This week on the Practical 365 podcast, Paul and I are joined by Karin Skapski from Microsoft, who will be speaking at TEC 2024 and is a fellow Practical 365 writer. We discuss how automating tasks to solve problems for your team is a great way to start learning about the Power Platform capabilities; plus we discuss her experiences at Microsoft with Copilot. And talking Copilot – Paul and I discuss the latest controversy around Windows Recall, and on a more positive note chat about SharePoint, Teams, and Copilot studio’s recently announced new features.

Copilot is Coming to PCs, and Windows Recall is Recalled…

With some lofty announcements, Microsoft announced Copilot+ PCs, which is according to Microsoft, a new category. The most interesting part of the announcement was Windows Recall, which is a feature that uses a reportedly insecure database to store screenshots of your daily activities (with some exceptions).

On the podcast, we ask some key questions about Recall, such as whether using vision transformers to “read” what’s on a screenshot, so you can ask questions about it, is the most efficient way. After all, Windows is writing the text to the screen so why does it need to do this? Isn’t there a better way, or was this using technology for its own sake? Unsurprisingly, there are reports that Microsoft are delaying its launch until a later date. Perhaps they’ll give it a re-think.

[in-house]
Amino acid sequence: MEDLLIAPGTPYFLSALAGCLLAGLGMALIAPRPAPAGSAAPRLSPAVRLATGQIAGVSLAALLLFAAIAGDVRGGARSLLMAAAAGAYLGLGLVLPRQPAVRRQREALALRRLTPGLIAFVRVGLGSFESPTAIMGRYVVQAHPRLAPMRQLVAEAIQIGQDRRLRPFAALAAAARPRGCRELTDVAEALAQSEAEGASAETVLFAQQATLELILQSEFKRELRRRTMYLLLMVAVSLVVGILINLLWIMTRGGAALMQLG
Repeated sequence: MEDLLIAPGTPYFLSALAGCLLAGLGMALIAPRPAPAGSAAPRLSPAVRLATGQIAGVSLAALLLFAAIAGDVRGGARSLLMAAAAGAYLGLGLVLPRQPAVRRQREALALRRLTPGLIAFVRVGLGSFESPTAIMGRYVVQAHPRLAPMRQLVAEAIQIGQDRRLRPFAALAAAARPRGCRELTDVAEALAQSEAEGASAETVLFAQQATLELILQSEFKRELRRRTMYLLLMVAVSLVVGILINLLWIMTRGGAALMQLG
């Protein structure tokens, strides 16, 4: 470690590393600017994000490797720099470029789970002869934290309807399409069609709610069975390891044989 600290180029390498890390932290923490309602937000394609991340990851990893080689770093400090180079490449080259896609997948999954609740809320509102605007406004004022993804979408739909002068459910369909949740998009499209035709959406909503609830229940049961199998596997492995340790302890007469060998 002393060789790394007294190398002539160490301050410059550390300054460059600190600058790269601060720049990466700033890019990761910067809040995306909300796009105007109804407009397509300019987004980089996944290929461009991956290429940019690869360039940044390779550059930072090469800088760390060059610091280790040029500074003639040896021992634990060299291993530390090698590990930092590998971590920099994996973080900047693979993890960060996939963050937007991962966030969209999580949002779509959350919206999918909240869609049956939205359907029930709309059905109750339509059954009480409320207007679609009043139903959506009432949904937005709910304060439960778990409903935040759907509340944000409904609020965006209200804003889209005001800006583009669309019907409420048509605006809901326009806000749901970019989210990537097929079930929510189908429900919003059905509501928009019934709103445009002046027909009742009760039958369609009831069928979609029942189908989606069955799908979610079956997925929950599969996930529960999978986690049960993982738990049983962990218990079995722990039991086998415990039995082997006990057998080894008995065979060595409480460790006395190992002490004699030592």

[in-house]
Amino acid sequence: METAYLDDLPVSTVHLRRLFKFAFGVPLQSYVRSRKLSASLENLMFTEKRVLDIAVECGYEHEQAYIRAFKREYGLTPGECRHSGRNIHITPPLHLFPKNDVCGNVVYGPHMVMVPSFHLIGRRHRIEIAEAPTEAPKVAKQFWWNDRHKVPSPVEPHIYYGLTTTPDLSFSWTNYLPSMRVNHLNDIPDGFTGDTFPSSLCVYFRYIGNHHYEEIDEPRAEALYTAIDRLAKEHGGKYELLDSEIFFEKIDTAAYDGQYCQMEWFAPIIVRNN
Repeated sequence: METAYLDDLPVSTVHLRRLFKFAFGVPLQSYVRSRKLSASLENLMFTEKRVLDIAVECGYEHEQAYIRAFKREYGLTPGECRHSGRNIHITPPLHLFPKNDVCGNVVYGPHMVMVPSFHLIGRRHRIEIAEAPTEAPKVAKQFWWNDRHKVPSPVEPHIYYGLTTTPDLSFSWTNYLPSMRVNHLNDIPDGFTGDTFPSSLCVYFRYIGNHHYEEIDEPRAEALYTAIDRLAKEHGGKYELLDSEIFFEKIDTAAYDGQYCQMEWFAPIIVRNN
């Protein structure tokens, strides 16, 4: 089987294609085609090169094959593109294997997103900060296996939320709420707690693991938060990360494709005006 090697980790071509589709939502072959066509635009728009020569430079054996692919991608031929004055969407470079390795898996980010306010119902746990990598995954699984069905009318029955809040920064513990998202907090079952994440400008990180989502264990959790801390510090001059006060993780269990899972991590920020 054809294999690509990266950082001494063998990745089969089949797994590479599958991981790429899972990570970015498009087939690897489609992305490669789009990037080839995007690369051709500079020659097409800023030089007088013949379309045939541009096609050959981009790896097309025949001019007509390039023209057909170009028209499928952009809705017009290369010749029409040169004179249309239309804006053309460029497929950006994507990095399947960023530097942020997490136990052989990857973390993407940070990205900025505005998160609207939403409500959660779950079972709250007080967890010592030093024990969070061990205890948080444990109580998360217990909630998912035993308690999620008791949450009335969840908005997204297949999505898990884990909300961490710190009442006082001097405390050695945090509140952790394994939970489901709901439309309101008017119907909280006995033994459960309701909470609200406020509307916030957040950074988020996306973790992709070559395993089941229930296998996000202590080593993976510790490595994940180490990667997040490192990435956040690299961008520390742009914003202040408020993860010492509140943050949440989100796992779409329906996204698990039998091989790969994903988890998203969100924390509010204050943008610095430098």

The other, more interesting part of the announcement is that Copilot+ PCs are on the way. These are devices featuring Neural Processing Units (NPUs) and use smaller (but pretty powerful) Large Language Models (for example Phi-3).

At the moment it appears that features like Recall, AI imaging editing apps like Restyle and Cocreator – and presumably if Microsoft improves Copilot for Microsoft 365 features using local acceleration, will all be locked to certain devices, regardless of actual capability. This makes little sense, as the “40+ TOPs” claim (Trillion operations per second, typically measured in INT8 performance) for NPU-equipped PCs certainly doesn’t make these “the fastest, most intelligent Windows PCs ever built”.